Skillset New Zealand Blog

Ideas to help your team develop personally and professionally.

Yes, at home.  If you get caught trying this in the work loo, your colleagues will recommend a psychiatrist.

This is for you if you suffer from symptoms of nervousness that are obvious to your audience. Examples: a nervous smile, a tremor in your voice, speaking too fast and without pauses, a twitch, or very little body language, a reluctance to look directly into people's eyes.  If any of your symptoms are like those, then this cure might work for you.

  1. Pick a serious topic you could speak about for about 20 seconds.
  2. Imagine what you would look and sound like if you were even more nervous than usual. Now look in the mirror and speak, deliberately exaggerating your nervous symptoms. (Just exaggerate slightly, don't turn yourself into a clown.)  What you're doing is externalising and objectively noticing your own symptoms.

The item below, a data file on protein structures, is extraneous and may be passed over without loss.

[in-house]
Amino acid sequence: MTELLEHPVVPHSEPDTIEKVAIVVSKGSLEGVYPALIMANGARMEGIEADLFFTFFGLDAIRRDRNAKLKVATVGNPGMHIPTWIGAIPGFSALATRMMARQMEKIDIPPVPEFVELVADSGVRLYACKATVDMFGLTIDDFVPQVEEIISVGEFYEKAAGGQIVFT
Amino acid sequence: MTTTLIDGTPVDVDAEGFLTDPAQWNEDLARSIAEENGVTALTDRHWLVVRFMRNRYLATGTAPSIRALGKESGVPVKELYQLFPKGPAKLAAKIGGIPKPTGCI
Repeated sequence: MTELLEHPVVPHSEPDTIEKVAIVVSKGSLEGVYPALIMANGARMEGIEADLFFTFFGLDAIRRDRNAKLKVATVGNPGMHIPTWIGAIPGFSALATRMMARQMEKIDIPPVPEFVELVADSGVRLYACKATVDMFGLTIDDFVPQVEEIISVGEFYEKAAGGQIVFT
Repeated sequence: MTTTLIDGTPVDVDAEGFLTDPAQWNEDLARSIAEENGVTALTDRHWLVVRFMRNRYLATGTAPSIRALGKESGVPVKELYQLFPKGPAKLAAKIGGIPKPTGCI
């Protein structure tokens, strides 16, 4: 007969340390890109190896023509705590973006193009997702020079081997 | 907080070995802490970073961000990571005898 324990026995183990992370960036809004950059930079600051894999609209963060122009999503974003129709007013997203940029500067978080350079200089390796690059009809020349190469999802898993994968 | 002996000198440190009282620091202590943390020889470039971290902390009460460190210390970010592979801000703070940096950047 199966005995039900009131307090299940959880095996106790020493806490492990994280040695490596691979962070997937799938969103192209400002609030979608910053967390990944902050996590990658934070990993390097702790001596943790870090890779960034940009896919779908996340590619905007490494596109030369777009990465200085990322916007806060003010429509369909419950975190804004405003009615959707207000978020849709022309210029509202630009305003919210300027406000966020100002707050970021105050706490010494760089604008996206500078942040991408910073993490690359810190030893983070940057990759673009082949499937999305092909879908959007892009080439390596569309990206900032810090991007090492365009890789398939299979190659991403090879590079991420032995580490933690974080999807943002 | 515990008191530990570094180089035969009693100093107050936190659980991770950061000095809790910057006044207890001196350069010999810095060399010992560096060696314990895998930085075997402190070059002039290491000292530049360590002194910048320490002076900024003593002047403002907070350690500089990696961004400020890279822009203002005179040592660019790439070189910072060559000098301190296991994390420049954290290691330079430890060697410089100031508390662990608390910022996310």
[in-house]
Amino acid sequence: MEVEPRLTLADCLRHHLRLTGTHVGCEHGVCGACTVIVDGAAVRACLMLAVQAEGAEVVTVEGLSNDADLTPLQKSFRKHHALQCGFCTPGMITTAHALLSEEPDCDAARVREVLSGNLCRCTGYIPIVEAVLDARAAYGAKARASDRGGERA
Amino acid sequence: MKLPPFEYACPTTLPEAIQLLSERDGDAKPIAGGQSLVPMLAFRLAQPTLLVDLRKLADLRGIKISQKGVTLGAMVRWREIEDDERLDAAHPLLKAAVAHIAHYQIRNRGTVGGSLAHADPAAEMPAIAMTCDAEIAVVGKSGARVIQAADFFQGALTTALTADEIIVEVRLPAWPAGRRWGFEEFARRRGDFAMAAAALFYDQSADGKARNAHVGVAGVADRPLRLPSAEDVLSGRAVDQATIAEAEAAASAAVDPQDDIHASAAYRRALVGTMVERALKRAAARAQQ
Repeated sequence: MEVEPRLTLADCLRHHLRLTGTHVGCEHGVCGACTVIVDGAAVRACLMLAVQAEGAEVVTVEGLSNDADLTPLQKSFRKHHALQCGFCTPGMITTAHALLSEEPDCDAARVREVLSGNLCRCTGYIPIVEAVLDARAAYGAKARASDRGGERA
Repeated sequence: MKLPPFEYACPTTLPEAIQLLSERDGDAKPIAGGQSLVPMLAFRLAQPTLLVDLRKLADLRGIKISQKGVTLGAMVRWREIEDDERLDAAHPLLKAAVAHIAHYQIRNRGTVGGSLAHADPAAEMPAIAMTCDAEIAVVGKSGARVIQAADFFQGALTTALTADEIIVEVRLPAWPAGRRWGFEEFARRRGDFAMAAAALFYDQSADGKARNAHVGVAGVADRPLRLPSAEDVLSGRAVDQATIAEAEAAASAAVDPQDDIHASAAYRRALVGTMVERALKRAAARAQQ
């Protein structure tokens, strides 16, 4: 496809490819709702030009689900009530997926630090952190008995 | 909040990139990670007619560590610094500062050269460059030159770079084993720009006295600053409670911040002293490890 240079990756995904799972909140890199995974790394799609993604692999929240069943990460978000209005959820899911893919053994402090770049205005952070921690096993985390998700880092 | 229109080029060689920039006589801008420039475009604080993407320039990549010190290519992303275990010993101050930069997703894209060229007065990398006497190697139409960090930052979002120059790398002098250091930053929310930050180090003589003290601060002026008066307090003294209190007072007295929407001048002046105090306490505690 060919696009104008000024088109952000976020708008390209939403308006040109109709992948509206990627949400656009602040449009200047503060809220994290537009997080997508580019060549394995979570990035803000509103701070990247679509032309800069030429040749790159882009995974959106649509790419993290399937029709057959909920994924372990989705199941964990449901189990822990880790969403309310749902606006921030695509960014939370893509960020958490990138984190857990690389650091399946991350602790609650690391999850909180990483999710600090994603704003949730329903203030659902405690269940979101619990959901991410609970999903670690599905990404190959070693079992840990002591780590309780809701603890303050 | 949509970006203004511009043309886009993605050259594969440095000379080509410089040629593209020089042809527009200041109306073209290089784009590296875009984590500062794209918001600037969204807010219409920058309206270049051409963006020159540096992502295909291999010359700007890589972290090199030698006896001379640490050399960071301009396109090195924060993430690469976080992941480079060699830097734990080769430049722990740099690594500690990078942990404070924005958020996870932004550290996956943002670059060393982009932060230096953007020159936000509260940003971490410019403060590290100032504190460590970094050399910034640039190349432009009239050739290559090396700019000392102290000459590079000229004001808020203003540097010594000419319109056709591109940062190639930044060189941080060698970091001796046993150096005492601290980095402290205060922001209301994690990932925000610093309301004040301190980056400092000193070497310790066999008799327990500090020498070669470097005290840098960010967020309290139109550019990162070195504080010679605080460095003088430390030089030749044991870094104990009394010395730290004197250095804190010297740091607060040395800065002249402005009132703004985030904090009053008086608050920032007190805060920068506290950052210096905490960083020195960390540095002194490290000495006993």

3. Reverse it. Strongly imagine what you would look and sound like if you were confident and really wanted the audience to get your message. What would you be doing with your eye and head language? Your hands and arms? The rest of your body? How firm would your voice be?   Now look in the mirror and do that.
  4. Alternate 2 and 3, until you're comfortable with 3. Now think to yourself, Could I make that (3) happen in front of a real audience?

The method works for two reasons.  First, you're showing your own brain the difference in symptoms between nervousness and confidence.  Second, by practising the symptoms of confidence, you're building into your brain the circuitry of confidence. 

Keep building and the act turns into reality. Make confidence a habit.

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